Death is a natural part of living. So why, as a recent survey by Caring.com demonstrates, do more than half of American adults die without a will? Why do we have "life" insurance and not "death" insurance? And why do so many go out of their way to avoid the subject?
Death isn't usually part of "polite conversation," said Dave Knutson with A Little Help North Fork Valley, a nonprofit connecting neighbors with neighbors to help seniors thrive. The organization is sponsoring a "Death Cafe" at 4 p.m. Tuesday, June 27, at the Creamery Art Center in Hotchkiss.
A Death Cafe is not a grief support group, nor is it intended to provide counseling or help with end-of-life decisions, said Knutson. While they may evoke morbid images, Death Cafes are actually social events where people gather to talk about this taboo subject in a safe and comfortable setting. They can even be fun.
They are also quite popular. According to DeathCafe.com, the model was developed by Jon Underwood and based on the ideas of Swiss sociologist Bernard Crettaz. The first Death Cafe was held in the United Kingdom in 2011. Because Underwood believed that sharing food and drink in a comfortable atmosphere is healthy, he served tea and cake. The event quickly caught on. Today, Death Cafes are held in more than 50 countries.
While mostly middle aged and older people attend them, in March a Death Cafe in Paonia attracted a wide range of ages, including some in their 20s. That was surprising, said Steve Lyons, who hosted the event. The success of the event, known as a "social franchise," demonstrates a desire among all ages to discuss this touchy subject. "People want to talk about death."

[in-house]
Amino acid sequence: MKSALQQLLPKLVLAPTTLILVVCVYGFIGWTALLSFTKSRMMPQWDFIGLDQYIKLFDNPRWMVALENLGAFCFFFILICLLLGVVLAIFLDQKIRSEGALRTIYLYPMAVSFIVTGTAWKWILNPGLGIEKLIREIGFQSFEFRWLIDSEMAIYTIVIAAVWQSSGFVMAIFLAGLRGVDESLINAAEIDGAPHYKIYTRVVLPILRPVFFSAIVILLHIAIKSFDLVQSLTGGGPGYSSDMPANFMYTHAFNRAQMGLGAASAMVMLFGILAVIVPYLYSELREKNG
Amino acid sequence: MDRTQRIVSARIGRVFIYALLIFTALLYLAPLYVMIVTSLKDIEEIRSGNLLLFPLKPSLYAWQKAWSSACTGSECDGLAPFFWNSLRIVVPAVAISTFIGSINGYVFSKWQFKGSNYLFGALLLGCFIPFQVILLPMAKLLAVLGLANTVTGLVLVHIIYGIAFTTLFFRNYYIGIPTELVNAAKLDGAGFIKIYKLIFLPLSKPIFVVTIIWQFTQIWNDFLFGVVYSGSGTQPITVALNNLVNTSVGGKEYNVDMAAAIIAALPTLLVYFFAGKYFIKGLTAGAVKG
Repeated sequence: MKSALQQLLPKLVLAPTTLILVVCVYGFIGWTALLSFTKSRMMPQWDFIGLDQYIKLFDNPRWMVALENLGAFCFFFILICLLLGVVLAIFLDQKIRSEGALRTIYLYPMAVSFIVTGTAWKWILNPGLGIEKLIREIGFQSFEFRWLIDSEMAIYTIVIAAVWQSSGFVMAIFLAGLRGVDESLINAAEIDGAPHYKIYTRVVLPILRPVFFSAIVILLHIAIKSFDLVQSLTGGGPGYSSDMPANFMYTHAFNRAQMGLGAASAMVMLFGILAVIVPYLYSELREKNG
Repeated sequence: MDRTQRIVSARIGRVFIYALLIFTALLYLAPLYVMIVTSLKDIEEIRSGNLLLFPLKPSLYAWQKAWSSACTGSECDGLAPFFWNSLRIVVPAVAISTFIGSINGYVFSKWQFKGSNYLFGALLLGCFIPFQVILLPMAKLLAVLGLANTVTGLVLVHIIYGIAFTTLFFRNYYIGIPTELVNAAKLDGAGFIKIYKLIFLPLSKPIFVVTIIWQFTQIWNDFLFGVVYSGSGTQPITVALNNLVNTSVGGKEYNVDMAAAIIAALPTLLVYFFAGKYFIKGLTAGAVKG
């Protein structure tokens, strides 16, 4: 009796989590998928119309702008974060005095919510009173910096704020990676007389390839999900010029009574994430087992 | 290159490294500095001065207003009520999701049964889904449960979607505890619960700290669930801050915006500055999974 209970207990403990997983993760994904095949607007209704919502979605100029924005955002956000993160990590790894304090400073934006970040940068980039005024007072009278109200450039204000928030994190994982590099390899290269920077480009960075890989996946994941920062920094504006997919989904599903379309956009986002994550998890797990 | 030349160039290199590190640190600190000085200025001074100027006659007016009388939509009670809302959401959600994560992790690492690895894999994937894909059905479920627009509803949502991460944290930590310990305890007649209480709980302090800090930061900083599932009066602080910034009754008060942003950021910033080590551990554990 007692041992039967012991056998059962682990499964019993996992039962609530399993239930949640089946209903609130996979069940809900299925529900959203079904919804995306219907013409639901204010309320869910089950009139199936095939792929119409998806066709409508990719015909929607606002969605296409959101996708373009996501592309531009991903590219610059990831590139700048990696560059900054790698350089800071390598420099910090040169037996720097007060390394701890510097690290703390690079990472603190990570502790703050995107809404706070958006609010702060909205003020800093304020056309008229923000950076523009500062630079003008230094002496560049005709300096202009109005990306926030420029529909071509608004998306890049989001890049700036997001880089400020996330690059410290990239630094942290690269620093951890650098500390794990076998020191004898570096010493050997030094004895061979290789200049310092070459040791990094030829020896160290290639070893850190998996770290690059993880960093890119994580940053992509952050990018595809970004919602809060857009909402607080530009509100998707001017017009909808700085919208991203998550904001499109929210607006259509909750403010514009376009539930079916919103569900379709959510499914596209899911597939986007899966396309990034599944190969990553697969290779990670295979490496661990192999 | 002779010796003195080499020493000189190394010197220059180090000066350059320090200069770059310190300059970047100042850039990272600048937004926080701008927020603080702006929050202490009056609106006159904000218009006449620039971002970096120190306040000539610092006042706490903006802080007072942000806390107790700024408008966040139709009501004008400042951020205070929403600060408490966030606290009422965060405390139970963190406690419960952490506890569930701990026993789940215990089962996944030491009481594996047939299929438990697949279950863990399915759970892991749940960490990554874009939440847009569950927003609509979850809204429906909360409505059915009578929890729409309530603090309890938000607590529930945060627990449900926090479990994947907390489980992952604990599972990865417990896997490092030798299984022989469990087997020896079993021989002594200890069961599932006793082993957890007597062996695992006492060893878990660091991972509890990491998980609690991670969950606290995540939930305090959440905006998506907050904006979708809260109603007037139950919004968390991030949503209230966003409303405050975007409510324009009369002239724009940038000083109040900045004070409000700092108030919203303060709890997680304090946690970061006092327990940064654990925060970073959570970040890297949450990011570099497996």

It's an easy subject to avoid, said Lyons, who gives talks on alternative and green burials. But it hasn't always been that way. Until about 100 years ago, people died at home, surrounded by family, which took the mystery out of it. Today, he said, 80 percent of people die in hospitals and nursing homes.
By talking about mortality, people often find more meaning and joy in life, said Lyons. There is no agenda for a Death Cafe. Participants break into small discussion groups and choose their topics. With an almost infinite choice of topics, if a person isn't comfortable with a certain topic, they can move to another group or suggest a new topic.
Lyons said he learned about the Death Cafe from Paonia artist/business entrepreneur Mary George. In 2014 they hosted a Death Cafe. It went so well that in 2016 they offered an unaffiliated event, "Conversations on Death," which also drew positive responses. Last March Lyons hosted another Death Cafe in Paonia. Because it was a success, they decided to hold one in Hotchkiss.
The event is free and open to all ages. And yes, there will be tea and cake.
DeathCafe.com, the official website of the Death Cafe, offers information on events, stories, shared experiences, suggested reading, and even a Death Cafe Art Gallery.
On Tuesday, Sept. 11, the Delta County Board of Commissioners called a special meeting to consider the board's response to the Bureau of Land Management's preliminary Environmental Assessment (EA) concerning the lease parcels proposed for the December BLM sale.
Several people from the North Fork were present to provide input.